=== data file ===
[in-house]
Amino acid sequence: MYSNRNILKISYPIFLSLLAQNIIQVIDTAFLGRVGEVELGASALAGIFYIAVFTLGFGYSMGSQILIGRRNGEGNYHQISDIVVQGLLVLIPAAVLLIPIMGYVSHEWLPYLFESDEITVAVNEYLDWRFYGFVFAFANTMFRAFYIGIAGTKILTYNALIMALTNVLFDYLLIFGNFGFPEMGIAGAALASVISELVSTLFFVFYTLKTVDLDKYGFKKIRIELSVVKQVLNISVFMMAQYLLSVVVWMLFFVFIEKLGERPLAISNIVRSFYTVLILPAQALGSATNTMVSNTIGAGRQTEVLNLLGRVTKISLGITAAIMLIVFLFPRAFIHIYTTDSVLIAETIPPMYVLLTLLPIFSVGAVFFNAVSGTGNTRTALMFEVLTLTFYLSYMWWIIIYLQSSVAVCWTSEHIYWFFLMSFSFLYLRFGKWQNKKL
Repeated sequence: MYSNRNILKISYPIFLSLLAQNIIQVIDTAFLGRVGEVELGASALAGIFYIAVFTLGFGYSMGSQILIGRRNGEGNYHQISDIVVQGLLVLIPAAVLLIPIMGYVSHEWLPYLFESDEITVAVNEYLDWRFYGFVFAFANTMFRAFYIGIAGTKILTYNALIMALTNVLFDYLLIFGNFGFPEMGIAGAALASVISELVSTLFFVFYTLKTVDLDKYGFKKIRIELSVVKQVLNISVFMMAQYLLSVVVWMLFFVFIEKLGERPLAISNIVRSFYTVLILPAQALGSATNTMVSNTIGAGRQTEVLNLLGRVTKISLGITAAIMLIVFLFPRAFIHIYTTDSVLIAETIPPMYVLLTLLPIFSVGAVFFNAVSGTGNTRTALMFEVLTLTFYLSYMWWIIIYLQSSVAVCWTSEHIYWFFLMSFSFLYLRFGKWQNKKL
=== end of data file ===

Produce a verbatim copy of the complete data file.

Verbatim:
[in-house]
Amino acid sequence: MYSNRNILKISYPIFLSLLAQNIIQVIDTAFLGRVGEVELGASALAGIFYIAVFTLGFGYSMGSQILIGRRNGEGNYHQISDIVVQGLLVLIPAAVLLIPIMGYVSHEWLPYLFESDEITVAVNEYLDWRFYGFVFAFANTMFRAFYIGIAGTKILTYNALIMALTNVLFDYLLIFGNFGFPEMGIAGAALASVISELVSTLFFVFYTLKTVDLDKYGFKKIRIELSVVKQVLNISVFMMAQYLLSVVVWMLFFVFIEKLGERPLAISNIVRSFYTVLILPAQALGSATNTMVSNTIGAGRQTEVLNLLGRVTKISLGITAAIMLIVFLFPRAFIHIYTTDSVLIAETIPPMYVLLTLLPIFSVGAVFFNAVSGTGNTRTALMFEVLTLTFYLSYMWWIIIYLQSSVAVCWTSEHIYWFFLMSFSFLYLRFGKWQNKKL
Repeated sequence: MYSNRNILKISYPIFLSLLAQNIIQVIDTAFLGRVGEVELGASALAGIFYIAVFTLGFGYSMGSQILIGRRNGEGNYHQISDIVVQGLLVLIPAAVLLIPIMGYVSHEWLPYLFESDEITVAVNEYLDWRFYGFVFAFANTMFRAFYIGIAGTKILTYNALIMALTNVLFDYLLIFGNFGFPEMGIAGAALASVISELVSTLFFVFYTLKTVDLDKYGFKKIRIELSVVKQVLNISVFMMAQYLLSVVVWMLFFVFIEKLGERPLAISNIVRSFYTVLILPAQALGSATNTMVSNTIGAGRQTEVLNLLGRVTKISLGITAAIMLIVFLFPRAFIHIYTTDSVLIAETIPPMYVLLTLLPIFSVGAVFFNAVSGTGNTRTALMFEVLTLTFYLSYMWWIIIYLQSSVAVCWTSEHIYWFFLMSFSFLYLRFGKWQNKKL